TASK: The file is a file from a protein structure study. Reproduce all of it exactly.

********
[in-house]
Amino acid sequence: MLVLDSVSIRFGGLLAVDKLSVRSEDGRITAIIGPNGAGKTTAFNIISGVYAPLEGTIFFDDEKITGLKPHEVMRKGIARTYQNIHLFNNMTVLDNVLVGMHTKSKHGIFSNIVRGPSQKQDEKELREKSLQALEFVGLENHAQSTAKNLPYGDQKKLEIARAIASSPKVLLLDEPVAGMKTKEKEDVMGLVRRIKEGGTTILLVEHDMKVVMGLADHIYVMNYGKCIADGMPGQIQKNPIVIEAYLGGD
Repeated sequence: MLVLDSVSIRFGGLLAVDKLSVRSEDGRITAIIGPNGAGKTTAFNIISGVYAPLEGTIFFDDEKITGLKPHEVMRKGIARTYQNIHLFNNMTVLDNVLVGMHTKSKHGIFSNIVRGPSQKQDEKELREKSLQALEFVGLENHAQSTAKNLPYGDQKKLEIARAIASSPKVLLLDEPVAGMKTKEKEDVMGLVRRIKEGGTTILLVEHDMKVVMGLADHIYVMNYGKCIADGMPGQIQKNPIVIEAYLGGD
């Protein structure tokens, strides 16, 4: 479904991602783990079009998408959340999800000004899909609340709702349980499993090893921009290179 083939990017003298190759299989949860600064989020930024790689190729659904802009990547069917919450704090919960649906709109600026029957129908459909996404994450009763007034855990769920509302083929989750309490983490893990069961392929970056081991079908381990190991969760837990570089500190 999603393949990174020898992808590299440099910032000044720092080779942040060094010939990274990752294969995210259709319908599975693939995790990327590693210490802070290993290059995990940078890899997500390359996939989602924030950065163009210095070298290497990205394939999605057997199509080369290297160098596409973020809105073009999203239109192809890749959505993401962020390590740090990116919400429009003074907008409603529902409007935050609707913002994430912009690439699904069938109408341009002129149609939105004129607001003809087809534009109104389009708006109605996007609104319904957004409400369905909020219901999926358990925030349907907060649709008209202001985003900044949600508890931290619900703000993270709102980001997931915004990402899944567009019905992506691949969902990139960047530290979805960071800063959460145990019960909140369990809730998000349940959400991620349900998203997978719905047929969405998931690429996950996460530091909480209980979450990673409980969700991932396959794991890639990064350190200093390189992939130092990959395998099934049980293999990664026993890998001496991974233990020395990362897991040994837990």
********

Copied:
[in-house]
Amino acid sequence: MLVLDSVSIRFGGLLAVDKLSVRSEDGRITAIIGPNGAGKTTAFNIISGVYAPLEGTIFFDDEKITGLKPHEVMRKGIARTYQNIHLFNNMTVLDNVLVGMHTKSKHGIFSNIVRGPSQKQDEKELREKSLQALEFVGLENHAQSTAKNLPYGDQKKLEIARAIASSPKVLLLDEPVAGMKTKEKEDVMGLVRRIKEGGTTILLVEHDMKVVMGLADHIYVMNYGKCIADGMPGQIQKNPIVIEAYLGGD
Repeated sequence: MLVLDSVSIRFGGLLAVDKLSVRSEDGRITAIIGPNGAGKTTAFNIISGVYAPLEGTIFFDDEKITGLKPHEVMRKGIARTYQNIHLFNNMTVLDNVLVGMHTKSKHGIFSNIVRGPSQKQDEKELREKSLQALEFVGLENHAQSTAKNLPYGDQKKLEIARAIASSPKVLLLDEPVAGMKTKEKEDVMGLVRRIKEGGTTILLVEHDMKVVMGLADHIYVMNYGKCIADGMPGQIQKNPIVIEAYLGGD
């Protein structure tokens, strides 16, 4: 479904991602783990079009998408959340999800000004899909609340709702349980499993090893921009290179 083939990017003298190759299989949860600064989020930024790689190729659904802009990547069917919450704090919960649906709109600026029957129908459909996404994450009763007034855990769920509302083929989750309490983490893990069961392929970056081991079908381990190991969760837990570089500190 999603393949990174020898992808590299440099910032000044720092080779942040060094010939990274990752294969995210259709319908599975693939995790990327590693210490802070290993290059995990940078890899997500390359996939989602924030950065163009210095070298290497990205394939999605057997199509080369290297160098596409973020809105073009999203239109192809890749959505993401962020390590740090990116919400429009003074907008409603529902409007935050609707913002994430912009690439699904069938109408341009002129149609939105004129607001003809087809534009109104389009708006109605996007609104319904957004409400369905909020219901999926358990925030349907907060649709008209202001985003900044949600508890931290619900703000993270709102980001997931915004990402899944567009019905992506691949969902990139960047530290979805960071800063959460145990019960909140369990809730998000349940959400991620349900998203997978719905047929969405998931690429996950996460530091909480209980979450990673409980969700991932396959794991890639990064350190200093390189992939130092990959395998099934049980293999990664026993890998001496991974233990020395990362897991040994837990």